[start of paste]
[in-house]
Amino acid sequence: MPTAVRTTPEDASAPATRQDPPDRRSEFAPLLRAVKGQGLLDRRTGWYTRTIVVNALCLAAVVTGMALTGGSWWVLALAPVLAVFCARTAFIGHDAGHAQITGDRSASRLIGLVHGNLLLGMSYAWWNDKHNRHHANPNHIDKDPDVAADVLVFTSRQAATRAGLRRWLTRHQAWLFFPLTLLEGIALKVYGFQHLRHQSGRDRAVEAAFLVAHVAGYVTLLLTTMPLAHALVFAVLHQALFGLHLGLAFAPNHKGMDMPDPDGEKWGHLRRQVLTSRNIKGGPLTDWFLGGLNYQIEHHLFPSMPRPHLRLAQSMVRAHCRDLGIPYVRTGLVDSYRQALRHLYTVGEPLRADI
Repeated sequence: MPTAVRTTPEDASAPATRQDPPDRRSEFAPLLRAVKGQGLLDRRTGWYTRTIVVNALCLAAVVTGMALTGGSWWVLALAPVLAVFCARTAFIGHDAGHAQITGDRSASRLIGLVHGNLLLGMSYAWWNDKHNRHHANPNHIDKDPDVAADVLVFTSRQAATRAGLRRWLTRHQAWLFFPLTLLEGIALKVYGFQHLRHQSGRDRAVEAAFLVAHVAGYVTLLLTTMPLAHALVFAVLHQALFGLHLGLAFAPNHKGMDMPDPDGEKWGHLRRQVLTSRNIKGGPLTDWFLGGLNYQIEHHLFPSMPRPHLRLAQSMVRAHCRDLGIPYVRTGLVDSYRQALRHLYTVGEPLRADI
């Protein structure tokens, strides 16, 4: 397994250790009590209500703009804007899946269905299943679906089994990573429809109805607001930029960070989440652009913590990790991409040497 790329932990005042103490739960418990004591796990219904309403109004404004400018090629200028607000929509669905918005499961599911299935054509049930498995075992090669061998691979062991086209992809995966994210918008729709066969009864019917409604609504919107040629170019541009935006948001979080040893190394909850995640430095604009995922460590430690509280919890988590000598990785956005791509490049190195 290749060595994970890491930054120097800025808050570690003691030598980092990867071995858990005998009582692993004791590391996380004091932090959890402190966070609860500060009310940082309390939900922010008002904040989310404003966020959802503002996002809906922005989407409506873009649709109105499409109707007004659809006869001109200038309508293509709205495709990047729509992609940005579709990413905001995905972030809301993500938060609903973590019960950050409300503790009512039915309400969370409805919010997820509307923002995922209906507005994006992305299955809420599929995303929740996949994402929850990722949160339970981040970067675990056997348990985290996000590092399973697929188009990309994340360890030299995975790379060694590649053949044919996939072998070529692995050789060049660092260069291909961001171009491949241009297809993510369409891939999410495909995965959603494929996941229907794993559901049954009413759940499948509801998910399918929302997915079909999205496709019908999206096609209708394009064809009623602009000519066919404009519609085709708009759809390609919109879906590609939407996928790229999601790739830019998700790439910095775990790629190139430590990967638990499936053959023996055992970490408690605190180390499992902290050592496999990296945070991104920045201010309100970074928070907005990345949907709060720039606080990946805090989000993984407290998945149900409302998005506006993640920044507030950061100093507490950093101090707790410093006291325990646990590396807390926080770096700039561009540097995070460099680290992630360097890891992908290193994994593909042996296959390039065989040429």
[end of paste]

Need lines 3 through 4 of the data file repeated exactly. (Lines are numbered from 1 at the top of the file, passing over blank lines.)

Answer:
Repeated sequence: MPTAVRTTPEDASAPATRQDPPDRRSEFAPLLRAVKGQGLLDRRTGWYTRTIVVNALCLAAVVTGMALTGGSWWVLALAPVLAVFCARTAFIGHDAGHAQITGDRSASRLIGLVHGNLLLGMSYAWWNDKHNRHHANPNHIDKDPDVAADVLVFTSRQAATRAGLRRWLTRHQAWLFFPLTLLEGIALKVYGFQHLRHQSGRDRAVEAAFLVAHVAGYVTLLLTTMPLAHALVFAVLHQALFGLHLGLAFAPNHKGMDMPDPDGEKWGHLRRQVLTSRNIKGGPLTDWFLGGLNYQIEHHLFPSMPRPHLRLAQSMVRAHCRDLGIPYVRTGLVDSYRQALRHLYTVGEPLRADI
């Protein structure tokens, strides 16, 4: 397994250790009590209500703009804007899946269905299943679906089994990573429809109805607001930029960070989440652009913590990790991409040497 790329932990005042103490739960418990004591796990219904309403109004404004400018090629200028607000929509669905918005499961599911299935054509049930498995075992090669061998691979062991086209992809995966994210918008729709066969009864019917409604609504919107040629170019541009935006948001979080040893190394909850995640430095604009995922460590430690509280919890988590000598990785956005791509490049190195 290749060595994970890491930054120097800025808050570690003691030598980092990867071995858990005998009582692993004791590391996380004091932090959890402190966070609860500060009310940082309390939900922010008002904040989310404003966020959802503002996002809906922005989407409506873009649709109105499409109707007004659809006869001109200038309508293509709205495709990047729509992609940005579709990413905001995905972030809301993500938060609903973590019960950050409300503790009512039915309400969370409805919010997820509307923002995922209906507005994006992305299955809420599929995303929740996949994402929850990722949160339970981040970067675990056997348990985290996000590092399973697929188009990309994340360890030299995975790379060694590649053949044919996939072998070529692995050789060049660092260069291909961001171009491949241009297809993510369409891939999410495909995965959603494929996941229907794993559901049954009413759940499948509801998910399918929302997915079909999205496709019908999206096609209708394009064809009623602009000519066919404009519609085709708009759809390609919109879906590609939407996928790229999601790739830019998700790439910095775990790629190139430590990967638990499936053959023996055992970490408690605190180390499992902290050592496999990296945070991104920045201010309100970074928070907005990345949907709060720039606080990946805090989000993984407290998945149900409302998005506006993640920044507030950061100093507490950093101090707790410093006291325990646990590396807390926080770096700039561009540097995070460099680290992630360097890891992908290193994994593909042996296959390039065989040429």